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I have to admit that I always wondered why Ford and Rootes didn't switch to the 289 earlier in production. Since all of Ford's small block cars went to the 289 in the late 64/early 65 time period, (if I recall correctly), I would have thought it would have been more efficient in production and supply terms. As it was the Tiger engines were sent from Ford's Canadian industrial engine division, so technically we all got heavy equipment engines rather than auto ones...
 

Bob Claffie

Jedi Knight
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I think, for all practical purposes Ford was dumping their left over 260's. I believe by late '64 they did not have a production car that used that motor. As far as swapping, I made a switch from 260 to 289 back in 1966. Used the motor out of my wifes 1965 Mustang. One problem not anticipated was the non-match with the bell housing. Some engines use 5 bolt housings and others 6 bolt. And Ford in it's infinite wisdom did not make a bell housing to mate the Tiger Dagenham transmission with the Mustang 289 engine even though both engines were from the same model year. Had to have an adapter plate made. Bolt the trany to the adapter and the adapter to the (original) Mustang housing. Ironically had no trouble bolting the Mustang 3 speed to the Tiger housing to put the 260 back in the Mustang. Bob
 

Sherlock

Yoda
Silver
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<blockquote><font size="1" face="Verdana, Arial">quote:</font><hr> Joel Simmons said: Sometimes looking at these classics gets so depressing. When I was a kid going to the track with my Dad, these cars were only 15 - 20 years old and were affordable. Now that I have the means to get one on my own (any classic car) they are just sky-rocketing in price as they become fewer and fewer. Sheesh.
<hr></blockquote>

Hey Joel, I hear you, I've been wanting a classic car for a few years now, now I'm getting closer by the day with the Cortina. But if you lower your expectations (within reason) a classic can be more affordable than you realize. I know some folks on here wouldn't call a 1960's Austin Cambridge "classic"
grin.gif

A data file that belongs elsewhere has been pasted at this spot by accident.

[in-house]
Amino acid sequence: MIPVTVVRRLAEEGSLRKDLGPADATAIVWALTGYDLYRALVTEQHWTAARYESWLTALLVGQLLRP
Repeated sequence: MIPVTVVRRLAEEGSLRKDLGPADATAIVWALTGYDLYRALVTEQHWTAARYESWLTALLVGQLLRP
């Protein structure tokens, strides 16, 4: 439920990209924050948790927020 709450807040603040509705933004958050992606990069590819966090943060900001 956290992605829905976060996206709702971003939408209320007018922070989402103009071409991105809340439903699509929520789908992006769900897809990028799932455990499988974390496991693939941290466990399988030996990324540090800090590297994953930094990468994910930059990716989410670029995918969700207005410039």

, but an older British car like that - even in decent shape - can be purchased for very little money with some shopping around. And even if it's not a sports car it's still a classic British car. That's one of many reasons why I have always liked some of these "orphan" cars, in terms of price they're a great entry point into the old car hobby.

And the same rule of thumb applies the same for many other import and even domestic cars, an entry level 1960's Rambler or Peugeot or ??? can be a cheap entry-point to a classic car and also a good way to learn old car maintenance and upkeep (as I'm about to learn
crazyeyes.gif
), and then later on in life you can think about affording the car you really want... Although in my case the only sports car I truly lust after is a Lotus Seven or suitable equivalent (Caterham, Westfield, Birkin, kit, etc...) But I suspect it will be a few years for that car to join my stable...

[ 03-16-2004: Message edited by: Sherlock ]</p>
 
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DesertSprite

Jedi Warrior
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Aloha Sherlock,

Yeah I know what you mean about choosing a car that might not be so coveted by other classic car fans. But, I'm pretty set on getting some sort of classic sports carnot just any classic car.

In addition to these LBC's, I've been looking into older Porsche 911's. I've always been a Porsche fan, but they can be ridiculously expensive to maintain, albeit bulletproof.

I don't know. With the way gas prices have started going down here lately, I'm considering just getting a little whiz-bang-firecracker of a four cylinder to fly around in. I've always liked Sprites and Minis, and the A-series engine looks like a lot of fun to play with.

aloha,
Joel

cheers.gif
 
V

vagt6

Guest
Guest
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If you're looking for a nice Mini, there's a fellow in my LBC club that has several for sale. He's an expert restorer so they're in great shape. BTW, he doesn't know I'm plugging for him. Here's his website: https://www.brittsminis.com

I like the Clubman Estate.
 

pmenhusen

Jedi Trainee
Offline
Good Beamer: Are you referring to the 351 Cleveland or Windsor? I believe that one had larger external dimensions than the other.